Frank Beamer’s connections to Bobby Bowden run deeper than interdivisional rivals in the Atlantic Coast Conference.
In light of the announcement of Bowden’s retirement as Florida State head coach this week; it seems appropriate to consider the similar legacy Frank Beamer is leaving at Virginia Tech.
Like Bowden, Beamer took over a program vacant of tradition. Tech only played in six bowl games before Beamer took over in December 1986. Its record in those games was 1-5.
Florida State had also played in seven bowls in the 30 years prior to Bowden’s hiring. Its record in those games was 2-4-1.
It’s safe to say neither program was exactly on the Mount Olympus of the college football world.
Both coaches hail from rural backgrounds in the south. Bowden grew up in Birmingham, Ala., one of the richest breeding grounds for football talent in the country. Beamer grew up just down the road from Blacksburg in Fancy Gap, Va., where football was big and the mountains were bigger.
Both coaches have a reputation of being two of the friendliest, down-to-earth coaches in the business, thanks in large part without a doubt to their southern roots.
After taking over at their respective schools, the unheralded traditions of both programs were appositely reversed.
Bowden endured a single losing season in Tallahassee before leading the Seminoles to an 10-2 record, ending the 1977 season with 40-17 win over Texas Tech in the Tangerine Bowl.
Beamer took over a rebuilding Hokie program and spent two seasons in football misery before finishing the 1989 season with a 6-4-1 final record. Four seasons later, the Hokies were 9-3, capping off the season by winning the first ever bowl game under Beamer, beating Indiana 45-20 in the Independence Bowl.
Although it took Beamer six years before tasting postseason glory compared to Bowden’s two, it’s hard to blame the Tech coach for not arriving to the party as quickly.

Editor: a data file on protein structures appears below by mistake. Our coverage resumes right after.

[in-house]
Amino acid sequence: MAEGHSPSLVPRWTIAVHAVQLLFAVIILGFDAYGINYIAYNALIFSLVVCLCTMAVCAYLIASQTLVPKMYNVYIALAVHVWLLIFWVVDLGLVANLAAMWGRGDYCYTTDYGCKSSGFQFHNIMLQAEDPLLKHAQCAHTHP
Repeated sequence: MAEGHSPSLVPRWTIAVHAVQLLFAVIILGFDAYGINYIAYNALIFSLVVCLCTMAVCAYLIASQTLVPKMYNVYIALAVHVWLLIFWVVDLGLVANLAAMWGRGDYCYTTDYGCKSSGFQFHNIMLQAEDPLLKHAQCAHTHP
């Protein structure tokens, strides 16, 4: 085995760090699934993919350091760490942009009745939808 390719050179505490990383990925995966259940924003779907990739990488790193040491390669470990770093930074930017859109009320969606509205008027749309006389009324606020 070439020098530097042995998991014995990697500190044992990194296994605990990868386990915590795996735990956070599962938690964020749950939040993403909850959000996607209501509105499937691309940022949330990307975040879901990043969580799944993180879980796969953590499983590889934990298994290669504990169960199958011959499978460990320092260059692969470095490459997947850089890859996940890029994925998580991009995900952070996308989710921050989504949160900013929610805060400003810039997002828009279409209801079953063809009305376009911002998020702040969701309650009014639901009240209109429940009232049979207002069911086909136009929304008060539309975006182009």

Consider the natural recruiting base Bowden had to work with. High school football in Florida annually produces cream-of-the-crop athletes to choose from. Virginia’s reputation as a recruiting hotbed did not come until the late 1990s. It was much easier for Bowden to find the necessary talent immediately than it was for Beamer.
Once Beamer took the Hokies to that first bowl game, they have not missed the postseason since. 2009 marks the 17th consecutive season the Hokies will go bowling.
Once the ship was righted at Florida State, Bowden also took his program to unprecedented heights. The Seminoles missed the postseason in 1978 and 1981, but other than that have played a postseason game every year to date.
Every superhero needs a good sidekick; every CEO a right-hand man. Bowden and Beamer each have theirs in the form of a defensive coordinator. Mickey Andrews has been on the sidelines for Bowden since 1984. Bud Foster joined Beamer’s staff in 1987 and became defensive coordinator in 1995.
Both assistants have been instrumental in maintaining the high level of success at their respective schools, and neither Bowden nor Beamer would be the coaches they are today without them.
Between 1987 and 2000, Bowden’s Seminoles set an NCAA record by winning at least ten games every season. If the Hokies win their bowl game in a few weeks, they will be nearly halfway to reaching that mark themselves. The current streak of double-digit win seasons at Tech is five, the first of which coinciding with its inaugural season in the ACC.
The glorious run came to an end Tuesday, when Bowden walked away from the game at the age of 80. It seems only natural for the torch as college football’s elder statesman, and good ol’ southern boy to be passed directly to Blacksburg.
The one facet of program dominance that separates Bowden and Beamer is postseason success. At Florida State, Bowden is 20-9-1 in bowl games, while Beamer is 7-9.
One of those 20 bowl wins for Bowden came in the form of a national championship, against, you guessed it, Beamer’s Hokies. It took him 24 years at FSU before winning his first and only BCS national title. Beamer is in his 23rd at Tech. Isn’t that Taylor guy and that Williams kid coming back to Blacksburg next year?